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Equatorward western boundary transport from the South Pacific: Glider observations, dynamics and consequences

TitleEquatorward western boundary transport from the South Pacific: Glider observations, dynamics and consequences
Publication TypeJournal Article
Year of Publication2019
AuthorsKessler W.S, Hristova H.G, Davis R.E
Date Published2019/07
Type of ArticleArticle
ISBN Number0079-6611
Accession NumberWOS:000472990800017
Keywordscirculation; coral sea; current bifurcation; depth-integrated flow; equatorial waves; indonesian throughflow; intermediate waters; ocean; oceanography; Pacific Ocean; Rossby waves; solomon sea; south; Subtropical gyres; Tropical oceanography; tropical pacific; Underwater vehicles; variability; western boundary currents; wind-driven currents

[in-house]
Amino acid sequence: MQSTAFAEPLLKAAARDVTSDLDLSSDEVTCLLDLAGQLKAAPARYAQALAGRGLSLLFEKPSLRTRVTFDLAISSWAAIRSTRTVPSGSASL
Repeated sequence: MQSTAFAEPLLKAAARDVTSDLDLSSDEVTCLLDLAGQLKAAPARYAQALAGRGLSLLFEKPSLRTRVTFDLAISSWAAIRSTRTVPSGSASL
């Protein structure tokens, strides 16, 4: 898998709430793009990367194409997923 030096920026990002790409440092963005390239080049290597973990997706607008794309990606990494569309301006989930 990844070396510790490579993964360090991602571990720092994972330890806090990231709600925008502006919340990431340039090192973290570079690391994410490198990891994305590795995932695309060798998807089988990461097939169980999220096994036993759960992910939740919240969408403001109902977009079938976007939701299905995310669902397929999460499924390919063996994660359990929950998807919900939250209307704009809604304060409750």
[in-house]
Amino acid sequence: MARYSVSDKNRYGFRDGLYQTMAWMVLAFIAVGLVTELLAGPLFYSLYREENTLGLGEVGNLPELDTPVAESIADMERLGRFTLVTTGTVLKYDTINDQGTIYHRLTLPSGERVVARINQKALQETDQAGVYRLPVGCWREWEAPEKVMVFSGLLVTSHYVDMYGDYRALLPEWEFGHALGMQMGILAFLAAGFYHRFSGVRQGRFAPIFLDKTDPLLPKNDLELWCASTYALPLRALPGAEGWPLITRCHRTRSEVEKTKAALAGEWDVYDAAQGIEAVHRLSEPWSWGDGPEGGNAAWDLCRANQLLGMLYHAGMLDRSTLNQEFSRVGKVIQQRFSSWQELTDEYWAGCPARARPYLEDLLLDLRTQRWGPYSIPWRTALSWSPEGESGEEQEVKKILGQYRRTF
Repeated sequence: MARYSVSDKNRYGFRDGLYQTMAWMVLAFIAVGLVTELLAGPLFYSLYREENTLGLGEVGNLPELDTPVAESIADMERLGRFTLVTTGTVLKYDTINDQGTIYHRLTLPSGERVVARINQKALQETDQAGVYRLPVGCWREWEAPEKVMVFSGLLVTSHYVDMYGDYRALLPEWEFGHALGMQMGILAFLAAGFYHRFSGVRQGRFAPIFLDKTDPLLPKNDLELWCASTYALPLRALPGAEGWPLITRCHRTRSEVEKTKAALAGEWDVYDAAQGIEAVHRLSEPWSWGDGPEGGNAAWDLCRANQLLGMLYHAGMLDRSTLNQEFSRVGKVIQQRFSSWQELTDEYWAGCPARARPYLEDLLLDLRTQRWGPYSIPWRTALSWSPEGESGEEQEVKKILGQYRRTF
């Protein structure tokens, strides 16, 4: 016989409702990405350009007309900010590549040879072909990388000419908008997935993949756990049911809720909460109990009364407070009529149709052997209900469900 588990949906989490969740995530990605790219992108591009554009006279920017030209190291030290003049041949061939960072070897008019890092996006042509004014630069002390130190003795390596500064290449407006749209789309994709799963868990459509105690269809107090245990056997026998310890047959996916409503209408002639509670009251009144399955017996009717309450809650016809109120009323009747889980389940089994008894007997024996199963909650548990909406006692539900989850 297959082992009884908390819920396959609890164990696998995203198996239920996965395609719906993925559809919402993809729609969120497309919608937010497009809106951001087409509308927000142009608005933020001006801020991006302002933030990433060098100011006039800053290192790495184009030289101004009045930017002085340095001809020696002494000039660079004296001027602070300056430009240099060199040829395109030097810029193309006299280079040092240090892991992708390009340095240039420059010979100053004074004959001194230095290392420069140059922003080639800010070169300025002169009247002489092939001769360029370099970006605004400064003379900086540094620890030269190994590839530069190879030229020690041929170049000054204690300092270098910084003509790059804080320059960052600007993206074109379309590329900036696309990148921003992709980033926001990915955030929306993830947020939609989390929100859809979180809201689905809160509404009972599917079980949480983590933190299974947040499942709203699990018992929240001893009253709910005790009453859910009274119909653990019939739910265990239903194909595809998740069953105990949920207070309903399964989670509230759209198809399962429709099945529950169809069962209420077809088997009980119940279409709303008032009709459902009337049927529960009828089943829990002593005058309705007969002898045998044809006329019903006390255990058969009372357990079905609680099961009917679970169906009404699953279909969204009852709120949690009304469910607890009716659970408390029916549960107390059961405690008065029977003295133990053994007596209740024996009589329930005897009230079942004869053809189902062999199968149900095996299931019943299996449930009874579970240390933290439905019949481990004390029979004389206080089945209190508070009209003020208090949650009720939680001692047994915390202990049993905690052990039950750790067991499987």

The Solomon Sea carries the equatorward western boundary current of the South Pacific, a principal element of subtropical-equatorial communication. Eighty-seven glider transects across the mouth of the Sea over nine years describe the velocity structure and variability of this system. The time series spans two El Ninos and two La Ninas, which produced large transport anomalies, up to 50% of the mean. While transport increased during El Ninos and decreased during La Ninas, their signatures were inconsistent among the events. Separated glider tracks show the merging of two inflows, one from the tropics east of the Solomon Island chain, the other entering as a western boundary current generated by winds over the full subtropical gyre. A model of linear wind-driven dynamics, including western boundary currents, had skill in describing the variability of the two inflows, identifying the distinct wind forcing driving each. The model suggests that both the mean and low-frequency variability of flow entering the Solomon Sea are driven remotely by wind over the South Pacific, acting through long Rossby waves. The ultimate significance of in situ observations in this small sea will be to describe its role in subtropical-tropical heat exchange that is crucial to ENSO and longer-timescale climate variations along the equator. We take an initial step here, suggesting that temperature advection through the Solomon Sea is a first-order contribution to interannual temperature changes of the equatorial strip as a whole.

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